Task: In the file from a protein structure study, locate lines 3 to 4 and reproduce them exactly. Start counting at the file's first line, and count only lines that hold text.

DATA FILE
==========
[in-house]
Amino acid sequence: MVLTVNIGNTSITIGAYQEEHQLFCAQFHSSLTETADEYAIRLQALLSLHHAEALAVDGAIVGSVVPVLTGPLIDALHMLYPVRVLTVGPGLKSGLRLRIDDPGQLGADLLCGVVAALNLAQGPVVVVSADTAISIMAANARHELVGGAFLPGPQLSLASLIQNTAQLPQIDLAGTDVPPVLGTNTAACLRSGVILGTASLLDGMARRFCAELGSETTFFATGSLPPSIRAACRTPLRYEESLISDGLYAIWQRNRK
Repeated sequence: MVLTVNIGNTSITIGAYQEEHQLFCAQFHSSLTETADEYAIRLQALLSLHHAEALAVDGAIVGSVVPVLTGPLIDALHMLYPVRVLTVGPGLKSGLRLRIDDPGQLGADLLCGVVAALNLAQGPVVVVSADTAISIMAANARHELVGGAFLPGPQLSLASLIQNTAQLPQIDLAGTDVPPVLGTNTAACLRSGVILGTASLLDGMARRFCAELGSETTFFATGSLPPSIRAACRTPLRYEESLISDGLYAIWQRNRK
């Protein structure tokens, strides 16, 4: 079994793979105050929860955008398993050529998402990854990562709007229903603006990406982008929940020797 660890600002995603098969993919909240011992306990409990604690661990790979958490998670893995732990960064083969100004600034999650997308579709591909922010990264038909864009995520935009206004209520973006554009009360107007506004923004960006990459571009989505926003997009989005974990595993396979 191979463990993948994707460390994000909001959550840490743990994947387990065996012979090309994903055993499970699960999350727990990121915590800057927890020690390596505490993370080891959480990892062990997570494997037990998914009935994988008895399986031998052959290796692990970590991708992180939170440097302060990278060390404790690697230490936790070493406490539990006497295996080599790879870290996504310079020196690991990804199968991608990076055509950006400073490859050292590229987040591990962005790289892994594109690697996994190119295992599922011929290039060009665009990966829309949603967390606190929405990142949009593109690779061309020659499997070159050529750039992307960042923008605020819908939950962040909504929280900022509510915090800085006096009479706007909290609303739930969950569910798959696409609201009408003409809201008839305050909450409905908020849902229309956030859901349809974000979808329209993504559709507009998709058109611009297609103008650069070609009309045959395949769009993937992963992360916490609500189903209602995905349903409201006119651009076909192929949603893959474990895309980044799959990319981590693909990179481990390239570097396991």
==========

Repeated sequence: MVLTVNIGNTSITIGAYQEEHQLFCAQFHSSLTETADEYAIRLQALLSLHHAEALAVDGAIVGSVVPVLTGPLIDALHMLYPVRVLTVGPGLKSGLRLRIDDPGQLGADLLCGVVAALNLAQGPVVVVSADTAISIMAANARHELVGGAFLPGPQLSLASLIQNTAQLPQIDLAGTDVPPVLGTNTAACLRSGVILGTASLLDGMARRFCAELGSETTFFATGSLPPSIRAACRTPLRYEESLISDGLYAIWQRNRK
């Protein structure tokens, strides 16, 4: 079994793979105050929860955008398993050529998402990854990562709007229903603006990406982008929940020797 660890600002995603098969993919909240011992306990409990604690661990790979958490998670893995732990960064083969100004600034999650997308579709591909922010990264038909864009995520935009206004209520973006554009009360107007506004923004960006990459571009989505926003997009989005974990595993396979 191979463990993948994707460390994000909001959550840490743990994947387990065996012979090309994903055993499970699960999350727990990121915590800057927890020690390596505490993370080891959480990892062990997570494997037990998914009935994988008895399986031998052959290796692990970590991708992180939170440097302060990278060390404790690697230490936790070493406490539990006497295996080599790879870290996504310079020196690991990804199968991608990076055509950006400073490859050292590229987040591990962005790289892994594109690697996994190119295992599922011929290039060009665009990966829309949603967390606190929405990142949009593109690779061309020659499997070159050529750039992307960042923008605020819908939950962040909504929280900022509510915090800085006096009479706007909290609303739930969950569910798959696409609201009408003409809201008839305050909450409905908020849902229309956030859901349809974000979808329209993504559709507009998709058109611009297609103008650069070609009309045959395949769009993937992963992360916490609500189903209602995905349903409201006119651009076909192929949603893959474990895309980044799959990319981590693909990179481990390239570097396991």